Phytotoxic Effects of Several Bark Extracts on Mung Bean and Cucumber Growth1

in Journal of the American Society for Horticultural Science
Authors:
Steven M. StillDepartment of Horticulture, University of Illinois, Urbana-Champaign, 1L 61801

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Michael A. DirrDepartment of Horticulture, University of Illinois, Urbana-Champaign, 1L 61801

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John B. GartnerDepartment of Horticulture, University of Illinois, Urbana-Champaign, 1L 61801

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Abstract

Mung bean (Phaseolus aureus Roxb.) cuttings and cucumber (Cucumis sativus L. cv. Marketer) seedlings were cultured in water extracts of bark from silver maple (Acer saccharinum L.) hackberry (Celtis occidentalis L.), sycamore (Platanus occidentalis L.) and cottonwood (Populus deltoides Marsh.). Extracts of fresh silver maple bark inhibited root elongation of cucumbers and the adventitious rooting of mung bean. Composting the silver maple bark for 30 days prior to preparing the water extracts reduced inhibition. Pretreatment of fresh silver maple bark extracts with insoluble polyvinylpyrrolidone (PVP) reduced inhibition and indicated that the inhibitory compound was phenolic in nature. Chromatography and spectral analysis of common phenolic compounds and silver maple bark extracts revealed the toxic substance was similar to tannic acid.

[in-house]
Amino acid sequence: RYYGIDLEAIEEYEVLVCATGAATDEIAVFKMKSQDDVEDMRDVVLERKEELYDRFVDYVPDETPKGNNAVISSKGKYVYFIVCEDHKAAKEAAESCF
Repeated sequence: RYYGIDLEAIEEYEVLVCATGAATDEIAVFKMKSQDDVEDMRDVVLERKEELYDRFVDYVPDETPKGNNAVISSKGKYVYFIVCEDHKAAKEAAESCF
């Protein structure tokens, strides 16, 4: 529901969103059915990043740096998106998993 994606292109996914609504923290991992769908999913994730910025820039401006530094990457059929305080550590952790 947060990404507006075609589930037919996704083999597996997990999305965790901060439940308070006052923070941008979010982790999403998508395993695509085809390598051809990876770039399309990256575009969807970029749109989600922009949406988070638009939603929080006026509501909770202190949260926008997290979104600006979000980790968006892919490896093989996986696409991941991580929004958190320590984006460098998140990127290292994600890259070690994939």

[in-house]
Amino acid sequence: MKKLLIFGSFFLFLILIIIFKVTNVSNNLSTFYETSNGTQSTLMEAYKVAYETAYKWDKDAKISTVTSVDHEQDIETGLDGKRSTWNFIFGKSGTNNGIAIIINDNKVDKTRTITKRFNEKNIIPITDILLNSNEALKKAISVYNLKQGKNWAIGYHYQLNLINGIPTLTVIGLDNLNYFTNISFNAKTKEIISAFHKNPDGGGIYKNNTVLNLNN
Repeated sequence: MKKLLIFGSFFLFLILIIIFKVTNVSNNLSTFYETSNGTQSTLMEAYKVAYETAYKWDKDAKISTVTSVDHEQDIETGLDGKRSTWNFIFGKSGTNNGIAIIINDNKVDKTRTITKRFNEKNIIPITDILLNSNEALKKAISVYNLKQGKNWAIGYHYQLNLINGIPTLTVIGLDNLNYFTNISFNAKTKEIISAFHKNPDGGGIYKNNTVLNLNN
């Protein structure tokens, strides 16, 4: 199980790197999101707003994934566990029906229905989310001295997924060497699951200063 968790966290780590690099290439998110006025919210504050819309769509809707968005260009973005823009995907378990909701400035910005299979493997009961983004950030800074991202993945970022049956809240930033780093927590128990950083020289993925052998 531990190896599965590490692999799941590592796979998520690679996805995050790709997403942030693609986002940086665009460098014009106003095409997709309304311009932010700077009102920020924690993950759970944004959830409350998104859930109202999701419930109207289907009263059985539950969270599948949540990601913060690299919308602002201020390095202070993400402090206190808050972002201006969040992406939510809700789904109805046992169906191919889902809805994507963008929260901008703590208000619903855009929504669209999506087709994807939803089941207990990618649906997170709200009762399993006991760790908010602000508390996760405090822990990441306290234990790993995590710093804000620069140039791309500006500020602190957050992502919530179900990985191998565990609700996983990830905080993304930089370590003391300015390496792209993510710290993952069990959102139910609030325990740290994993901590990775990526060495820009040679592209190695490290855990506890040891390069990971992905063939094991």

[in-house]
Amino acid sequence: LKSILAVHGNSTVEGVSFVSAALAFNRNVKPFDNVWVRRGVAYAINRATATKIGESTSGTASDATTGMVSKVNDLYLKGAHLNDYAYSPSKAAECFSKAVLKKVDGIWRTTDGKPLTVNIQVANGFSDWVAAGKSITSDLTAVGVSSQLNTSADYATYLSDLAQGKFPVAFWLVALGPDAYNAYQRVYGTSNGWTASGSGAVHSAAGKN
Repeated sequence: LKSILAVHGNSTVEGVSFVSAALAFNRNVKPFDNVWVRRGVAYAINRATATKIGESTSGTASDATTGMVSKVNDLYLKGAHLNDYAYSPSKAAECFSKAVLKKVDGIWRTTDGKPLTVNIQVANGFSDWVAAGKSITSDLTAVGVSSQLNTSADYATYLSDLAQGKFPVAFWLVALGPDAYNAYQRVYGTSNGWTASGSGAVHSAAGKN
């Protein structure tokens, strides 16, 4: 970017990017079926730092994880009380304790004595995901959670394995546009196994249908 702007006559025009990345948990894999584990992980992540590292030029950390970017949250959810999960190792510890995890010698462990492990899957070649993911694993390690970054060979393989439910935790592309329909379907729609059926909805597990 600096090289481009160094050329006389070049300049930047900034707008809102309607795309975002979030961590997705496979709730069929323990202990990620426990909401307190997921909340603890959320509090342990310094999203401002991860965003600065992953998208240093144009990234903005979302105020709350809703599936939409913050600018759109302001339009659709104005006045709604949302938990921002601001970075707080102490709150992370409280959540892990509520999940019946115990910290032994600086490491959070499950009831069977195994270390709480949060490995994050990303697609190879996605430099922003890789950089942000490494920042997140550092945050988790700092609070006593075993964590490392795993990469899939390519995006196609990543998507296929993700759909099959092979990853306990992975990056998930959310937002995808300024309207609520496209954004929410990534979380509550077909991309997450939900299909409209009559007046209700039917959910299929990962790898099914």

Contributor Notes

Received for publication April 14, 1975. Illinois Agr. Expt. Sta., Univ. of Illinois at Urbana-Champaign. This study was supported in part by funds from Hiram Walker and Sons Distillery, the Mead Corporation and the Weston Paper and Manufacturing Co.

The authors are respectively, Assistant Professor of Horticulture and Forestry, Kansas State University, Manhattan; Assistant Professor and Professor of Horticulture, University of Illinois, Urbana-Champaign.

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